SWINTON: Well, I have the peculiar experience, very often, of people in cities asking me why on Earth I would live so far away from it all in the north of Scotland. But for us, it’s not away from anything. For us, it’s the center of the universe.

ACKERMANN: I’m sure it’s also important for you to get back and just escape everything and everyone in order to refill your batteries and to . . . Now, isn’t it?

SWINTON: But I think it’s possible to do both. It’s very important to acknowledge that, yes, there’s a part of one that wants to be in the heart of the wilderness. But it’s very important to engage with the world, as well. But I suppose, to be practical about what’s happened recently in your life, you have traveled a lot lately, to America specifically, and in a way that you maybe haven’t before. What has that been like?

ACKERMANN: Well, the sun was shining, obviously, and this person who is important to me was there with me, which made my journey absolutely excellent. You know, you have your meetings, you have your interviews, you have your shoots, and suddenly downstairs at the bar this person is waiting for you. You know how it is with your dude—it makes everything so much more beautiful. It’s nice to live through a good moment and be able to share it with someone else. Otherwise, what sense would it have? Selfishly, it doesn’t give you that much.

Photo: All Clothing: Haider Ackermann Spring/Summer ’11 collection. Cosmetics: Nars, including Sheer Glow Foundation. Hair: Anthony Turner using Tigi/Art Partner. Makeup: Diane Kendal/Art + Commerce. Model: Ruby Aldrige/Next. Casting: Michelle Lee/Kcd, Inc. Stylist Assistant: Elin Svahn. Special Thanks: Splashlight Studios.


SWINTON: But it’s interesting, that feeling of foreign­ness that we as Europeans have in America. I remember the first time I went to America. I felt extremely alien, but I was also so bowled over by the openness and the warmth.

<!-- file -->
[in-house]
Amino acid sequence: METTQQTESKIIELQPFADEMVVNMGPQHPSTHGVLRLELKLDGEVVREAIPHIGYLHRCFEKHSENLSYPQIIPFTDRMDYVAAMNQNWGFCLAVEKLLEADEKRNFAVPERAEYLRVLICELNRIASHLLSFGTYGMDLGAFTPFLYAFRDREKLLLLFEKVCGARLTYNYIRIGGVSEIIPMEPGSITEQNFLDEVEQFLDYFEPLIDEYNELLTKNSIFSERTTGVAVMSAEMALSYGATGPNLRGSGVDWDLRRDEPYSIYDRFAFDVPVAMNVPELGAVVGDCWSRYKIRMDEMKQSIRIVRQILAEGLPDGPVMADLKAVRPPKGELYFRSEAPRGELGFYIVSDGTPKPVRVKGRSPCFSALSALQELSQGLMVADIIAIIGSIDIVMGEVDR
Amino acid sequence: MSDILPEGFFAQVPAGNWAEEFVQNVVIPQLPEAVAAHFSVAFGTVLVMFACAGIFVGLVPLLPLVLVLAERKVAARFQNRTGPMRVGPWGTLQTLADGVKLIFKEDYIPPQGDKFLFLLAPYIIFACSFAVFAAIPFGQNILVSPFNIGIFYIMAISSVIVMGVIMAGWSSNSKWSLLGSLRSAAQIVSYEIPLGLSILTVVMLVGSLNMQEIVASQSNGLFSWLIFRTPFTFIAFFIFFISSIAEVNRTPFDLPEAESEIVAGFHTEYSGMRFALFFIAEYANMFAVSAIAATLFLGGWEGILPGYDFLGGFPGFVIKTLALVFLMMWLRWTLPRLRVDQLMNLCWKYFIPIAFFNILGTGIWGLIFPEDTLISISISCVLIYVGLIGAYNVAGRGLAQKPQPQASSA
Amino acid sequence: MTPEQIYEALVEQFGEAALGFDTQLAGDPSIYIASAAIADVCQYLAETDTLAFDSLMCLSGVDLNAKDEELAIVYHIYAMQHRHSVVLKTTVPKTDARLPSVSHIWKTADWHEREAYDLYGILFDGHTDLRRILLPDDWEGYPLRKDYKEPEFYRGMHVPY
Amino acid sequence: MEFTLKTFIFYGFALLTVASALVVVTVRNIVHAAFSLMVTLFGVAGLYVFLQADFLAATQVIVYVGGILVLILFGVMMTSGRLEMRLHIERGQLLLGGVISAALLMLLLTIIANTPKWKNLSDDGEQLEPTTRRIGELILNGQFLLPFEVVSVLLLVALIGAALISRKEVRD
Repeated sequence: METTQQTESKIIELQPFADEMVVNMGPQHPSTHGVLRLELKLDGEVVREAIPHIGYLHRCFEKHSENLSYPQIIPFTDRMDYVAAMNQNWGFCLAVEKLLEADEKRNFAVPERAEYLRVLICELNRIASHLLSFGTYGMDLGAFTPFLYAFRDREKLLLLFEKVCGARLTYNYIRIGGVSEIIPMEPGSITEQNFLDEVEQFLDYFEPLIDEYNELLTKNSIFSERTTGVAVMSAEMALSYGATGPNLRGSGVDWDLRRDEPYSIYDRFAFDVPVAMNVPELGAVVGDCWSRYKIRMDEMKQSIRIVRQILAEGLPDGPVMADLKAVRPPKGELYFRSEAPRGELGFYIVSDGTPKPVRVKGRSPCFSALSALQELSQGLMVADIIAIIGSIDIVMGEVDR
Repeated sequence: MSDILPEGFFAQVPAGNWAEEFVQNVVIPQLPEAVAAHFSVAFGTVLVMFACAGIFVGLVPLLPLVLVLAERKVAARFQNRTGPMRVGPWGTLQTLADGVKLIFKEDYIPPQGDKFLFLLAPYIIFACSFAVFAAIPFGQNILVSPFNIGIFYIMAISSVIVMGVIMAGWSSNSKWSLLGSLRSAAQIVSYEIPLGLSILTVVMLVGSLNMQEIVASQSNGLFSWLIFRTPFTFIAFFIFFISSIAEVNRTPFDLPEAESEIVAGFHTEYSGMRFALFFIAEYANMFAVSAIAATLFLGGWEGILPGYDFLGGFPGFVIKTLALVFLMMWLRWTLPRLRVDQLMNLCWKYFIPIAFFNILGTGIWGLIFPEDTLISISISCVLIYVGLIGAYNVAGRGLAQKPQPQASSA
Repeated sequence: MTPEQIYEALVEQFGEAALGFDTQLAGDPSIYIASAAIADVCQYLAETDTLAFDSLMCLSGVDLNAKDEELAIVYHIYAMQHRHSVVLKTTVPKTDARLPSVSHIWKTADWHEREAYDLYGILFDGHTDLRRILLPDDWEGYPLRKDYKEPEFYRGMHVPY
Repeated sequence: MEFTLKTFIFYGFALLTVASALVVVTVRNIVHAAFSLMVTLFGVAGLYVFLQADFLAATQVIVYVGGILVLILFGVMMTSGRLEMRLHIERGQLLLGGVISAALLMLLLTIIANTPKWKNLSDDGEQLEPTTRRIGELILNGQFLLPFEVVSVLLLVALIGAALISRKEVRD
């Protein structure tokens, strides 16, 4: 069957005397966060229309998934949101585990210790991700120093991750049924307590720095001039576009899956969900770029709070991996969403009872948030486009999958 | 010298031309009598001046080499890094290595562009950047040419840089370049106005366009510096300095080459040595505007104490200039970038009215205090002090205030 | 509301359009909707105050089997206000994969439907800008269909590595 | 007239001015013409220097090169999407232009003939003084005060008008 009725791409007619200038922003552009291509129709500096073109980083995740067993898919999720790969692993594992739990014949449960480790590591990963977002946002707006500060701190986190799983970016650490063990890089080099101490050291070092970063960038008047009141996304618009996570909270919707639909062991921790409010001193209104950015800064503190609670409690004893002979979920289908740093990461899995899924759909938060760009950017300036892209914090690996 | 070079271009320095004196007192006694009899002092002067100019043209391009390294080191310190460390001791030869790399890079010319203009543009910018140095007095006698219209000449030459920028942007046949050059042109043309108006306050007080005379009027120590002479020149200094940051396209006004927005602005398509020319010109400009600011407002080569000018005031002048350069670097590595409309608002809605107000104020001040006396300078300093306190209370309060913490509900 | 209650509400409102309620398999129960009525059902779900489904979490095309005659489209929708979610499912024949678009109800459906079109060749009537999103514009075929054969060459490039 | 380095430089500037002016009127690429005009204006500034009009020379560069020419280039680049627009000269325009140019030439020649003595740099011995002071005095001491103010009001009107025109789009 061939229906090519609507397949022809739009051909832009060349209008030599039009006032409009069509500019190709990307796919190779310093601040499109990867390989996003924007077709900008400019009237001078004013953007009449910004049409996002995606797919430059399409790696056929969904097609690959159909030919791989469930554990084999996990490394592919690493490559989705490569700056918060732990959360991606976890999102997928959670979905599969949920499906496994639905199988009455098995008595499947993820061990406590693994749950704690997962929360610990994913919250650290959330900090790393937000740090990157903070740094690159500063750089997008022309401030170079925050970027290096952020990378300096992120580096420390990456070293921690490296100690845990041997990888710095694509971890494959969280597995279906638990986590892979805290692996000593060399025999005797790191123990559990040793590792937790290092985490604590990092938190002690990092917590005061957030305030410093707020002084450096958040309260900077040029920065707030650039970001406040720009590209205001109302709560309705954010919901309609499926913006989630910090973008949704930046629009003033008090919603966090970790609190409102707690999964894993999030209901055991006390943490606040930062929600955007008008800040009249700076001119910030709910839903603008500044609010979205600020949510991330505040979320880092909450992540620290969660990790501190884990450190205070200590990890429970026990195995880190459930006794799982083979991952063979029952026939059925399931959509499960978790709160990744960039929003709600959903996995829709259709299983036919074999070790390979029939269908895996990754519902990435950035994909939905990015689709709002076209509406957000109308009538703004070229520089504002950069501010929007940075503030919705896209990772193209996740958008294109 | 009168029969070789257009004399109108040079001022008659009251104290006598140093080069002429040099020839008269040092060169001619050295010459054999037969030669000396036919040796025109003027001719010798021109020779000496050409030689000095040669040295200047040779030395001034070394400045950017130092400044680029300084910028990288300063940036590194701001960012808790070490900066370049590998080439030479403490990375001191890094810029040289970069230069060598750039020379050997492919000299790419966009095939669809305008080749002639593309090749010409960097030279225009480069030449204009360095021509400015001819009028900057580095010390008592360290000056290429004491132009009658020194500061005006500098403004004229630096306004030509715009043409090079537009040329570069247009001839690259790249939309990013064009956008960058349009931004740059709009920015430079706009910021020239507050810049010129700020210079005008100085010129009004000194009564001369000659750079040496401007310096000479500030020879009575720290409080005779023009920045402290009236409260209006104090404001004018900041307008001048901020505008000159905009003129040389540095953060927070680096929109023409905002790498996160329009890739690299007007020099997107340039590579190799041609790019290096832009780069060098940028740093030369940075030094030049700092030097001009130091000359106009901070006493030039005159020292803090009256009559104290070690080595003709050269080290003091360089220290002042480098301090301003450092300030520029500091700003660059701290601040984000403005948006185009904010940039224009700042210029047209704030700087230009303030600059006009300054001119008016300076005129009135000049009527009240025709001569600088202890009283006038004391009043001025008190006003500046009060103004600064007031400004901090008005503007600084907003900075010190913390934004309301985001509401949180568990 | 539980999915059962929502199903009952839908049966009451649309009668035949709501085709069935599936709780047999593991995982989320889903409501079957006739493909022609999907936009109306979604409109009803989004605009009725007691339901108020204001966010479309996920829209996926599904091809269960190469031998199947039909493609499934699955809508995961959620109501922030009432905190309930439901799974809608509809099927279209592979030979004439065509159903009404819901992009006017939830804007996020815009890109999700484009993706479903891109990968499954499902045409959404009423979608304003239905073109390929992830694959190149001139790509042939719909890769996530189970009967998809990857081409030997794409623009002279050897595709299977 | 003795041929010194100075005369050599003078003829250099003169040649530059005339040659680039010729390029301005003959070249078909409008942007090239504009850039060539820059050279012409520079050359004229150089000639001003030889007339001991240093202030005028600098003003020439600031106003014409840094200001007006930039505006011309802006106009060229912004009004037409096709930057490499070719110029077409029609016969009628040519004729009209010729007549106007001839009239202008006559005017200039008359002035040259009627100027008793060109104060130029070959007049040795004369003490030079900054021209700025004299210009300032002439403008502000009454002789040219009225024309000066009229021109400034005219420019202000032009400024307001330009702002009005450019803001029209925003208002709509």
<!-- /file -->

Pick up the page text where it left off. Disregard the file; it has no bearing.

ACKERMANN: Because when you go to America as a European, you feel like a stranger, but at the same time you just feel like a beautiful stranger. We in Europe have a kind of path that we’re on. We have a long history, which is different depending on where we’re from, and which weighs heavily on our shoulders. But for us Europeans, America feels more dust-free, in a way. There is an openness.

SWINTON: I think it’s very true that as a European in Europe one feels the haunting of all the centuries of cultural ghosts that are there, and one has to find a way of placing oneself within the greater course. I don’t know if this is true, but it’s possible that, not being American, we don’t pick up on all the airwaves that Americans are geared to pick up on. We’re kind of like broken radios, where we turn the dial and nothing works. You know, when you had your show in Florence last year and you made your carnet de voyage, you asked me to contribute, so I wrote a piece about ghosts and time and this feeling in art that one is constantly downloading past spirits. But I find that that all gets disconnected when we Europeans go to the States. It frees us up to play in a way that we can’t necessarily play in Europe.

ACKERMANN: This is absolutely true. Have you been to Florence?

SWINTON: I have. Believe it or not, I was in an opera there directed by Derek Jarman in, I think, 1988. It was absolutely insane. But I wasn’t able to be there for your show. I’ve pored over the images of it, though. How was it making a debut in an extraordinary palace like the Palazzo Corsini?

ACKERMANN: When you’re traveling, you get inspired by the moment, and I was thinking at some point about who the man might be who is behind the Ackermann woman that I’ve tried to really find. I was searching for the man behind her, which is what I dealt with in the men’s collection. And being surrounded by all this beauty and all this history inspired me to create something that reflected or conjured that. It would suit you, actually.

SWINTON: Me? I’m wearing your menswear. I am the man behind the Haider Ackermann woman. [both laugh] But just thinking about being around this architecture and atmosphere that holds such history and so many ghosts . . . That is the luxury of aristocracy, I sup­pose—that feeling of being temporary and connected to some kind of longstanding theme, but not having to carry the whole brunt of it.

ACKERMANN: I was also imagining that this man would leave that all behind at some point, because sometimes when you come from a family or a lineage with such a weight from the past, you will be compelled to disap­pear. You will travel. You will seek to escape. You will try to lose yourself somewhere. And then you return to all you have. That, too, is a kind of beautiful idea to me.

SWINTON: The exiled prince who leaves his kingdom far behind.

ACKERMANN: Exactly. I think that’s a luxury—to have a nomadic life and to be a kind of bohemian. You feel totally free and you can adapt yourself very easily. But at the same time you can totally lose balance, because you don’t know where you belong anymore.

SWINTON: When you were a child, did you have a sense of where home was?